Letters to the Editor

Executive needs to take mental health seriously

Mental health provision across Northern Ireland is facing many difficulties and hurdles. (Dominic Lipinski/PA)

With the assembly elections now over and the various political parties setting out their stalls in the negotiations regarding the Programme for Government mental health and mental well being is an issue that all political parties and politicians  need to sign up to and address with a mental health and well-being strategy during the next term of the Northern Ireland Assembly.

Mental health provision across Northern Ireland is facing many difficulties and hurdles. One in four individuals will face a mental health problem in their lifetime, indeed there is currently an estimated 213,000 mental health sufferers across Northern Ireland half of which is attributable to the Troubles.

Over the last number of years there have been a number of policy interventions that have attempted to either improve or stabilise mental health care and treatment by moving care into the community, closer to the patients’ home. However, budget cuts has dramatically affected their ability to improve services and there is now the danger that any more cuts will severely hamper existing mental health services.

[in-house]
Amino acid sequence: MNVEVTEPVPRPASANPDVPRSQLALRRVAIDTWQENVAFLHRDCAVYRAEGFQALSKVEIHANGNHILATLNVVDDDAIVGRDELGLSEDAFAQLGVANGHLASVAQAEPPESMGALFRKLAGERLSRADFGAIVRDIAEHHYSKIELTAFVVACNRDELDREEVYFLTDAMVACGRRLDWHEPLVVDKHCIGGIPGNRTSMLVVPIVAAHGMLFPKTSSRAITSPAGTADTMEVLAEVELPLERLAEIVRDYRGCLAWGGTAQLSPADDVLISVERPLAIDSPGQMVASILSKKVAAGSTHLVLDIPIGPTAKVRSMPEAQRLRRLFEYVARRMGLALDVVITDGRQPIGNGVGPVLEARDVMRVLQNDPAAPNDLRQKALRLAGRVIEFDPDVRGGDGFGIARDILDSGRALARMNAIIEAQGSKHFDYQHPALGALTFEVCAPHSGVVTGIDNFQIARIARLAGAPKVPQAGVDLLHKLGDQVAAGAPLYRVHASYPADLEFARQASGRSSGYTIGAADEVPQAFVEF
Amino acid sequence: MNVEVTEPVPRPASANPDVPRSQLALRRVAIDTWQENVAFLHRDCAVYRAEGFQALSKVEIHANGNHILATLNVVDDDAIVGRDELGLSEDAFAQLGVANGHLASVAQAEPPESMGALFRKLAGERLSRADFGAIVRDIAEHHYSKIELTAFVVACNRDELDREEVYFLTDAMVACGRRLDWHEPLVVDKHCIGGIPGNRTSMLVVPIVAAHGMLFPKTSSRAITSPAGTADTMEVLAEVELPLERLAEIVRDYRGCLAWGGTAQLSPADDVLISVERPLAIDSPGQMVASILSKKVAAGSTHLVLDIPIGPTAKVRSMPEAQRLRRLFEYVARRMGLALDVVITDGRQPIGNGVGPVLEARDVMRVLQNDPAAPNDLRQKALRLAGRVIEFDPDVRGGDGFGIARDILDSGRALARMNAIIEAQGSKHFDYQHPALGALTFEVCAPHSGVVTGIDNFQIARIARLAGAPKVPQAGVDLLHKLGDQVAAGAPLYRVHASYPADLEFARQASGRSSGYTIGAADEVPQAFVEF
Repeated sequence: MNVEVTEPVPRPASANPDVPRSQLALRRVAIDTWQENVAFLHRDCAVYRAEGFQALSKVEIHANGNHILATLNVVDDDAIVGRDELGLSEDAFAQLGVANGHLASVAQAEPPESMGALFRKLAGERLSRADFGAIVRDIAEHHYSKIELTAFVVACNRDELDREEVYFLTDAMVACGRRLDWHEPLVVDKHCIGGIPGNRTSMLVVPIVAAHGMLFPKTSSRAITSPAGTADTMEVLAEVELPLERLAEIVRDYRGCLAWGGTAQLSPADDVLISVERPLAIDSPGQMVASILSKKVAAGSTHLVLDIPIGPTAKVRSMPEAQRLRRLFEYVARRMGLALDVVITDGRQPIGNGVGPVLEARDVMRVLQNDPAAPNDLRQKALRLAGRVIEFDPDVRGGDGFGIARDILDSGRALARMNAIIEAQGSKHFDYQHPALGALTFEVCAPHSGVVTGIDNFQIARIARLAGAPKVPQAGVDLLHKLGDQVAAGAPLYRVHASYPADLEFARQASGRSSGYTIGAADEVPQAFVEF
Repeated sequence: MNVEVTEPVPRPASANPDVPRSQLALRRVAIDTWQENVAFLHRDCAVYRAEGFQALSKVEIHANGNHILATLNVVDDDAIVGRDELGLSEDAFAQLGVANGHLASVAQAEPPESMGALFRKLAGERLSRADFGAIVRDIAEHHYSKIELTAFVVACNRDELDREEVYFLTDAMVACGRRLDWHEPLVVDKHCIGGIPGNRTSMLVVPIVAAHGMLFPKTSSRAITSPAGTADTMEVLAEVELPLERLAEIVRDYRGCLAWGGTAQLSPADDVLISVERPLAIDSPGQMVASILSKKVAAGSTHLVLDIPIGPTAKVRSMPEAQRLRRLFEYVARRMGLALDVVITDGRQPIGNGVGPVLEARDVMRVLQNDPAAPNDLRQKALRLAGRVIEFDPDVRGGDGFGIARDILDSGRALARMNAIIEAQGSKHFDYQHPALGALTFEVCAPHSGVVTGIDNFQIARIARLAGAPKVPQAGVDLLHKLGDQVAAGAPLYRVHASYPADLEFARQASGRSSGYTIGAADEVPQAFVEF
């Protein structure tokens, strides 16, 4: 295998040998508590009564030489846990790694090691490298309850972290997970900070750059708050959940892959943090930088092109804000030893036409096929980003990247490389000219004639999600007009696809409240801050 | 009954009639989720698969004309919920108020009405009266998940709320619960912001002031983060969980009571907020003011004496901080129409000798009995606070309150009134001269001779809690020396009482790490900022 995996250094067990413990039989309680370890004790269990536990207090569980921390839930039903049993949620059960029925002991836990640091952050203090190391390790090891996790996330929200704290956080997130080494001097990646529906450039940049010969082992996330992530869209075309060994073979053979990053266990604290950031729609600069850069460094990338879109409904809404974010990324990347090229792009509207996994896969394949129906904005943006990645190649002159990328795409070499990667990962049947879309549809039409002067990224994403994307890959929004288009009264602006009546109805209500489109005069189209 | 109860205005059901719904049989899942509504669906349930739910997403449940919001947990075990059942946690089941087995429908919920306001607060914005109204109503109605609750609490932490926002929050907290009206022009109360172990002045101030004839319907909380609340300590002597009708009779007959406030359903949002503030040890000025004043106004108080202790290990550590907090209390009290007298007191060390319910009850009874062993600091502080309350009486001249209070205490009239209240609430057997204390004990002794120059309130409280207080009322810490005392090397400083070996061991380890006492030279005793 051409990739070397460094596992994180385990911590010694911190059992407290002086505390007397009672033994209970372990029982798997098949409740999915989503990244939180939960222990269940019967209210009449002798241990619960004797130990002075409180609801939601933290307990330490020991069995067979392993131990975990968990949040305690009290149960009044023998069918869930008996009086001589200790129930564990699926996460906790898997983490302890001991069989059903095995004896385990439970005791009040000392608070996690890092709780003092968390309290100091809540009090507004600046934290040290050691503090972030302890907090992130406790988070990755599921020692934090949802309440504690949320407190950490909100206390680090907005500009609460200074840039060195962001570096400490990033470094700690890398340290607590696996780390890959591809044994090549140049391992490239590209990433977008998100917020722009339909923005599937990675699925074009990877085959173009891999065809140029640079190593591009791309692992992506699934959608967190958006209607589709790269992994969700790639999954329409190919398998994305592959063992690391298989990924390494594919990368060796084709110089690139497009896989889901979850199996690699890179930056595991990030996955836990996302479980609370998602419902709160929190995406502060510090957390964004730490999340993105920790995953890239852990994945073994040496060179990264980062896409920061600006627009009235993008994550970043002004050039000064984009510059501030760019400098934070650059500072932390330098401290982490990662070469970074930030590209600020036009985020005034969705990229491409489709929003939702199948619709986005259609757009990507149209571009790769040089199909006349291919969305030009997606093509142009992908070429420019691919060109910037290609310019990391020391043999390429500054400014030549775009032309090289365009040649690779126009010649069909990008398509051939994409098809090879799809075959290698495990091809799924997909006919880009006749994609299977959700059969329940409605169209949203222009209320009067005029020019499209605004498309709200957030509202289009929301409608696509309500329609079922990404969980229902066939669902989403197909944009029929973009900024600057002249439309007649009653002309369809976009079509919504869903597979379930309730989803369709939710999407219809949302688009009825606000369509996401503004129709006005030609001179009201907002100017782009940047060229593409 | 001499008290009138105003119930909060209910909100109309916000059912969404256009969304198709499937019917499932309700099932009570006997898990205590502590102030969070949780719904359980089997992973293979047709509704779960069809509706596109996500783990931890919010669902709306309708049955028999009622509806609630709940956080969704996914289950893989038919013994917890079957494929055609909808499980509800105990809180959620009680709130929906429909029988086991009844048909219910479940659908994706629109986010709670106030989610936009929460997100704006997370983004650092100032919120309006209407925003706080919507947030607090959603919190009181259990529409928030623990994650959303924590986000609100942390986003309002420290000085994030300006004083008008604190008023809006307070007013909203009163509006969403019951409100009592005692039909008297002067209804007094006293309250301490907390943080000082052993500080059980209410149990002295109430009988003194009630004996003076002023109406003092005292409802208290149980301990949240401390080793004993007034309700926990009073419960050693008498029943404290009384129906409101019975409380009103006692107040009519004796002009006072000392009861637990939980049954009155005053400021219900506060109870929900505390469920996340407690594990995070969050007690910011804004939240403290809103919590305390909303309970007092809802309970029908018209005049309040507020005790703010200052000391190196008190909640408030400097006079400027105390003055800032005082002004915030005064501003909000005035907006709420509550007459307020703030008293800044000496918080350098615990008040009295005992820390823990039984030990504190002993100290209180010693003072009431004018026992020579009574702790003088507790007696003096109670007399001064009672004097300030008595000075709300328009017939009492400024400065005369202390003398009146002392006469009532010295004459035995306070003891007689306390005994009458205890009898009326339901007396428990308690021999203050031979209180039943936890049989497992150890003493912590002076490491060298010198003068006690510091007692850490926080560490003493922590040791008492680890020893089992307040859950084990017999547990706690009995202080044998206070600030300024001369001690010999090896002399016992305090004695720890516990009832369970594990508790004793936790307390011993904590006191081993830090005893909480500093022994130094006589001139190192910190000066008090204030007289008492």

Only properly investing in mental health provision by the Northern Ireland Executive will dramatically improve the quality of life for an individual and their families and reducing the economic costs associated with mental ill-health.

Mental health problems are the responsibility of all executive departments. This is why there needs to be a collective cross-governmental mental health and well-being strategy in the Programme for Government in conjunction with input from all other key stake-holders.

The incoming executive needs to start taking mental health seriously and they need to commit to improving the mental health and well-being of our people. 

Cllr PATRICK CLARKE
Independent
Newry Mourne and Down District Council

 

No economic justification for allowing tax havens to continue

Last Thursday the UK’s prime minister David Cameron hosted the international Anti-Corruption Summit in London aimed at stepping up global action to expose, punish and drive out corruption in all walks of life.

As the Panama Papers and other exposés have revealed, the secrecy provided by tax havens fuels corruption and undermines countries’ ability to collect their fair share of taxes.

This in turn impacts on governments’ ability to provide accessible, high quality public services such as health and education to their citizens.